Invasive vines smother forest canopies, reducing the production of flowers and fruits that fruit bats and native birds depend on, and causing heavy losses in commercial forestry plantations. They are also close to the top of regional agricultural weed lists.
Invasive species can come from any group of living things, including
plants, rats, mongooses, ants, snails, mosquitoes and disease agents.
There are also invasive birds such as mynas, and invasive aquatic species,
both freshwater and marine.
Invasive species have a range of effects on the environment and on humans: They threaten many species with extinction. They interfere with the species that make up ecosystems and change the way they function. They have negative impacts on the resources people rely on to live – food, clean water, and shelter. They carry diseases and can directly harm humans. They can impact on species we rely on for our livelihoods such as crops and farm animals. Some of them even damage buildings, bridges and other structures, or can reduce the tourist potential of the area by damaging the environment and other attractions. They obviously can have a great impact on Pacific islanders traditional activities and modern livelihoods.
90% of all animals that have become extinct since 1800 were island birds, and 90% of these fell victim to invasive species. Many endemic bird species are in trouble in the Pacific, some directly threatened by predators such as rats, cats and mongooses, others threatened indirectly, by loss of habitat and food such as by introduced vines smothering their forests.
Rats eat eggs and young birds, especially of ground breeding species. The Yellow Crazy Ant, which is spreading rapidly in the Pacific, can develop huge colonies that cover the ground and kill all the native ants, land crabs and other animals.
An example of the economic impacts of invasives was seen in Samoa a decade ago, when taro leaf blight, a fungal disease, arrived and decimated taro production, a key part of the Samoan economy. It is estimated to have cost Samoa more than the impact of three cyclones, $US 40 million, to replace domestic consumption, lost exports and the cost of measures to control the disease.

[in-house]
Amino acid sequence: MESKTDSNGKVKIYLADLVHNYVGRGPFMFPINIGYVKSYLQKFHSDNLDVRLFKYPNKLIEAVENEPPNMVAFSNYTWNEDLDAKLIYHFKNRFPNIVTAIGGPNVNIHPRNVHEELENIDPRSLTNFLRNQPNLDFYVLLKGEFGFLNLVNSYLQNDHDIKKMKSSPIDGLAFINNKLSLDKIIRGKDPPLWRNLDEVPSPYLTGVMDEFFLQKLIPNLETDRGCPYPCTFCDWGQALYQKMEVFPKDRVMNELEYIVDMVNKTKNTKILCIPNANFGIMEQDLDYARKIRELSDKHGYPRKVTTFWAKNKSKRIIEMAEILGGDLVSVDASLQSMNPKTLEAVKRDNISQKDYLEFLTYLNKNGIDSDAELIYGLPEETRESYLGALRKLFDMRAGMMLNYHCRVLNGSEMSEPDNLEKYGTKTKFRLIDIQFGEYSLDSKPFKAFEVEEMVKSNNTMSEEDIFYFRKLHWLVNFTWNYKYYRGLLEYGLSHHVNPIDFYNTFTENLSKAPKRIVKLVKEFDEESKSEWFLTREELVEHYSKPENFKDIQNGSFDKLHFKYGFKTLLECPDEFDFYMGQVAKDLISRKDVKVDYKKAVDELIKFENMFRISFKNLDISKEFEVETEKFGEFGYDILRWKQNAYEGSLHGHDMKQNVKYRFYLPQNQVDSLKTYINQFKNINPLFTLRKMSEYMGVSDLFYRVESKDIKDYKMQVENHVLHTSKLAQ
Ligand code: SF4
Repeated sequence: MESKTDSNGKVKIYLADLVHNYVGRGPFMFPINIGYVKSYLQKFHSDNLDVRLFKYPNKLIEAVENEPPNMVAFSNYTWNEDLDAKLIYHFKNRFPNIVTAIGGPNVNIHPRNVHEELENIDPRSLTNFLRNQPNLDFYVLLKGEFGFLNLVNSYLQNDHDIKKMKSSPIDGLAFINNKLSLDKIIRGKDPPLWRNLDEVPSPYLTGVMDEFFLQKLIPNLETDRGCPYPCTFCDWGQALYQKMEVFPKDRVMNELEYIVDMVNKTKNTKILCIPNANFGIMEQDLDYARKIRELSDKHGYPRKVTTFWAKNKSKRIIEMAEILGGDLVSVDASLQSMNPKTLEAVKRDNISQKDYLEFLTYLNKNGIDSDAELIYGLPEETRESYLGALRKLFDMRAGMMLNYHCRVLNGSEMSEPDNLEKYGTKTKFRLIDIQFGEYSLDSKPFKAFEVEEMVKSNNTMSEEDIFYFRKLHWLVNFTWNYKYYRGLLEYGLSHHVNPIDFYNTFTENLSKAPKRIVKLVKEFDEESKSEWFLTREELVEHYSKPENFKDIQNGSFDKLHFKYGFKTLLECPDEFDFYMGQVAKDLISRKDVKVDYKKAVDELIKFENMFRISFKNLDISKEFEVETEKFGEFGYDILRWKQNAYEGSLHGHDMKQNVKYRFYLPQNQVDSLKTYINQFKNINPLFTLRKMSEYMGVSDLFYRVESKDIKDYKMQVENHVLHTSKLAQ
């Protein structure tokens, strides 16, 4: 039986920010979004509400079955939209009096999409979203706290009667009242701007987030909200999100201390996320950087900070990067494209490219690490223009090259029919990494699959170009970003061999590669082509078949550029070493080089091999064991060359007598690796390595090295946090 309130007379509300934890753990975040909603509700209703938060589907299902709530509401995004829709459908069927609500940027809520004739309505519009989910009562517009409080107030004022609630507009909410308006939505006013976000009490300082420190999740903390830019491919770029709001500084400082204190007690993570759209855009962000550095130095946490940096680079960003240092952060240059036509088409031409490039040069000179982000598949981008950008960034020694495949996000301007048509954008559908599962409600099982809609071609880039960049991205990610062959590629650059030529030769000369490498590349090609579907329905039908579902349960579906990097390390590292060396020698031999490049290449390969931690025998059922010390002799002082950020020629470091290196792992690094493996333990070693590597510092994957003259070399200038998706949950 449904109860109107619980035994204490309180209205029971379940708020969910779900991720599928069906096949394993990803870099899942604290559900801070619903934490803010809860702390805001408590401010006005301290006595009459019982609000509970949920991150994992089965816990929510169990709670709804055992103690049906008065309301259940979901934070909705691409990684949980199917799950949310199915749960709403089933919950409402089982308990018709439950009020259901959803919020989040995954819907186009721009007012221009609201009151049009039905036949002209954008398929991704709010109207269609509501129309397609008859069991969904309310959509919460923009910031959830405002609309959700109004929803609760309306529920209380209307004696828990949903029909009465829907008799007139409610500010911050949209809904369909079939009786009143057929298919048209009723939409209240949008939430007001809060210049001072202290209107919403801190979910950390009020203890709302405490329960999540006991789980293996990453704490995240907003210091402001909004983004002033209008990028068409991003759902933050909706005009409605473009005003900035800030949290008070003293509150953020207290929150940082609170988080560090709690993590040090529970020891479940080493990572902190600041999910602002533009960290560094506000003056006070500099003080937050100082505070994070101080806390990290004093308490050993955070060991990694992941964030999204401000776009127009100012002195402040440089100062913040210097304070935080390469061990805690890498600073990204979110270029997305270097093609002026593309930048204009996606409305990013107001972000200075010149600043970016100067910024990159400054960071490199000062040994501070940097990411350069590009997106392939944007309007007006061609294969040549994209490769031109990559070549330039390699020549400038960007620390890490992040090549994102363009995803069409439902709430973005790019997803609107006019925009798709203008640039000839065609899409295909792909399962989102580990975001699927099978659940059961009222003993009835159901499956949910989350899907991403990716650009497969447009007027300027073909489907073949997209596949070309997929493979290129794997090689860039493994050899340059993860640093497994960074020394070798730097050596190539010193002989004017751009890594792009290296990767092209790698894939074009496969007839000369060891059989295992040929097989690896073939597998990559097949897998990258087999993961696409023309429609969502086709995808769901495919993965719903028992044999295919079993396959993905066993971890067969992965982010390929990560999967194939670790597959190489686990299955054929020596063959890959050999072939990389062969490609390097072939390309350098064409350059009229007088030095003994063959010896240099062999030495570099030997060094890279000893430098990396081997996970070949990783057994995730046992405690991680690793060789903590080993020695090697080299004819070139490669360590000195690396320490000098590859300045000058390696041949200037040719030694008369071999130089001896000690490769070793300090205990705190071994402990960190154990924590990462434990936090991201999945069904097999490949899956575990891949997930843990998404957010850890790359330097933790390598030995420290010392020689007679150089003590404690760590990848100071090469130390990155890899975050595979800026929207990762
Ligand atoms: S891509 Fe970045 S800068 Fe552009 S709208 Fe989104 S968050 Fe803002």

Regardless of where we live, invasive species can impact on us all.
Every Pacific country has invasive species that cause problems and
is at risk of getting new ones.
Some invasives were introduced deliberately by people as food, or for medicinal or other uses. Some are introduced as pets or ornamental plants. Pacific islanders are great gardeners, and many plant invaders were originally introduced as ornamentals. A few species, such as mongooses, have been deliberately introduced in attempts to control other invasive pests. This is biological control, and it can be an effective method to control certain invasive species, but if not carefully checked first, the biological control agents can become problems themselves.
Among the many accidental introductions, plant pests, ants and diseases have been introduced to many islands as contaminants of fruits, vegetables, soil, plants, timber and commercial feed, while others get around by hiding in ships’ cargo or on aircraft.
The rate of accidental introductions is increasing, as there is more
movement of people and goods around the region. Quarantine often exists
at the international borders of countries but not between islands within